Is trypan blue toxic? The dark side of the popular stain
The gold standard dye for cell counting?
- 3 minutes
This blog post will cover:
- Critical considerations before using trypan blue
- Trypan blue alternatives
Why the trypan blue in your laboratory should be replaced immediately!
With this fact in mind, perhaps it is time to move on from the use of trypan blue for staining cells. Can this change be made overnight? Of course not, but we need to start paying more attention to our consumption habits and the chemicals we use.
We will only start seeing a change when more businesses find the resources to restructure protocols and workflows to eliminate the use of trypan blue.
This doesn’t only apply to businesses. As scientists, we carry some of the responsibility too. We face decisions on whether to use one chemical or another every day.
Should we purposely expose ourselves to danger by using trypan blue? When sustainability, ecology, and health are highly valued, why don’t we pay more attention to the substances we work with daily?
Four alternative stains for cell viability determination
To minimize the use of trypan blue for cell viability determination, we must go for alternatives. Four cell stains are listed here, including some equivalents to trypan blue.
- Propidium iodide (PI) can stain the DNA or RNA of non-viable cells with damaged membranes. However, there are reports of the use of PI resulting in an underestimation of cell viability, as opposed to trypan blue, which can lead to overestimation3. PI isn’t classified as having any carcinogenic effects4.
- Erythrosine B stains non-viable cells because the non-intact cell membrane of these cells allows the dye to pass into the cell. It is not classified as carcinogenic and isn’t toxic, which is also why erythrosine B is commonly used as a food dye5,6.
- Acridine orange (AO) stains all cells through its interaction with DNA. Because of its membrane permeability, it helps determine the total number of cells in a sample. The European Chemical Agency (ECHA) states that AO isn’t carcinogenic7,8.
- 4′,6-diamidino-2-phenylindole dihydrochloride (DAPI) cannot permeate the cell membrane, and therefore DAPI is suitable for staining non-viable cells. These cells leave the DNA exposed, since they don’t have intact cellular and nuclear membranes. Unlike trypan blue, DAPI isn’t carcinogenic7,9.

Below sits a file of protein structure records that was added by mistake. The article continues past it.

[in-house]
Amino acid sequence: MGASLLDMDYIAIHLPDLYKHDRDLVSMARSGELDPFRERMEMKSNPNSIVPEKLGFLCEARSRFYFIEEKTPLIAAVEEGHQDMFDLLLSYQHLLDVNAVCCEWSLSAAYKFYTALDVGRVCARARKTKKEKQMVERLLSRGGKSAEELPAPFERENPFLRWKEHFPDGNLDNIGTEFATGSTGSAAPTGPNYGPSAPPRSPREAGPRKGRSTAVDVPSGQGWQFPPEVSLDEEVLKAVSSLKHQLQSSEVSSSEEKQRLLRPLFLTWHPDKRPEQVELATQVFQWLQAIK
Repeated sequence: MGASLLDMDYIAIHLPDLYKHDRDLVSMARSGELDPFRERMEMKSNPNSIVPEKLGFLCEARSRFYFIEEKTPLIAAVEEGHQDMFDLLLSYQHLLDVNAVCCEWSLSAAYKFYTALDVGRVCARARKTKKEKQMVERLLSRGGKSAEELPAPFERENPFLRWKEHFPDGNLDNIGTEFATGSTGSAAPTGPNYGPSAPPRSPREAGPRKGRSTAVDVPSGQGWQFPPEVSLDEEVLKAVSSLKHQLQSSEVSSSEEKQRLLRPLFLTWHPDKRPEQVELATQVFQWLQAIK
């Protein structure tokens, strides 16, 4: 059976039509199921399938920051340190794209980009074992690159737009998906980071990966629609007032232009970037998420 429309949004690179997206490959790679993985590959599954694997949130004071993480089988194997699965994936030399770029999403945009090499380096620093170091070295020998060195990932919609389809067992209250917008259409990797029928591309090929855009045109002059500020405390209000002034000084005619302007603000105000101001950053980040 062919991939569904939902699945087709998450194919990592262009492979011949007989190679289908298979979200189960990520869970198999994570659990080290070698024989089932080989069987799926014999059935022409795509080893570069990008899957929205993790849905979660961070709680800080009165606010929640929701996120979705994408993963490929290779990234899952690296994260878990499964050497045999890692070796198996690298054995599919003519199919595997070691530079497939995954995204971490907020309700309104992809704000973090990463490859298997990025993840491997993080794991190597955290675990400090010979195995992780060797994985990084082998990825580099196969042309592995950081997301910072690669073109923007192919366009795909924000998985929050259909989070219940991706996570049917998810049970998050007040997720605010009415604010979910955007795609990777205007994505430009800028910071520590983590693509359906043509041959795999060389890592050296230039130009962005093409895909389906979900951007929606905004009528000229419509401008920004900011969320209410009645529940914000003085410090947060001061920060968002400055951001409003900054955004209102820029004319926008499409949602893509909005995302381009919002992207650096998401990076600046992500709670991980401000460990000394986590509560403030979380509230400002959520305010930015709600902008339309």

A safe choice when performing cell viability assays is to include different types of stains that can indicate both the total amount of cells and the number of non-viable cells for a viability calculation. Here, a combination of the fluorescent stains AO and DAPI will provide an overview of the condition of the cells in the cell sample. Want to know more? Read about how the Via2-Cassette™ uses these dyes.
Want to know more about the issues of using trypan blue in your cell counting? Watch ChemoMetec’s trypan blue webinar with a short presentation and a Q&A section addressing customer questions. Or read one of these resources:
- Webinar: Accurately Measuring Cell Viability: Are All Viability Dyes Created Equal?
- Webinar: Why is trypan blue toxic and unsafe to use?
- Mini Review: Manual vs Automated Cell counting
- Mini Review: Why Working with Trypan Blue is Not a Good Idea
- Product: Via2-Cassette™
- HP Morgan, IW McNae, MW Nowicki et al.: The Trypanocidal Drug Suramin and Other Trypan Blue Mimetics Are Inhibitors of Pyruvate Kinases and Bind to the Adenosine Site, Journal of Biological Chemistry, Volume 286, Issue 36, 2011, p. 31232-31240
- European Chemical Agency (ECHA): Substance Infocard: Tetrasodium 3,3′-[(3,3′-dimethyl[1,1′-biphenyl]-4,4′-diyl)bis(azo)]bis[5-amino-4-hydroxynaphthalene-2,7-disulphonate]
- C Kirchhoff, H Cypionka, Propidium ion enters viable cells with high membrane potential during live-dead staining. Journal of Microbiological Methods, Volume 142, 2017, p. 79-82
- European Chemical Agency (ECHA): Substance Infocard: 3,8-diamino-5-[3-(diethylmethylammonio)propyl]-6-phenylphenanthridinium diiodide
- European Chemical Agency (ECHA): Substance Infocard: Erythrosin B
- S Kamiloglu, G Sari, T Ozdal et al.: Guidelines for cell viability assays. Food Frontiers, 2020.
- European Chemical Agency (ECHA): Substance Infocard: N,N,N’,N’-tetramethylacridin-3,6-yldiamine hydrochloride
- ChemoMetec: Why working with trypan blue is not a good idea
- European Chemical Agency (ECHA): Substance Infocard: 2-phenylindole-4′,6-dicarboxamidine dihydrohydrochloride (hydrate)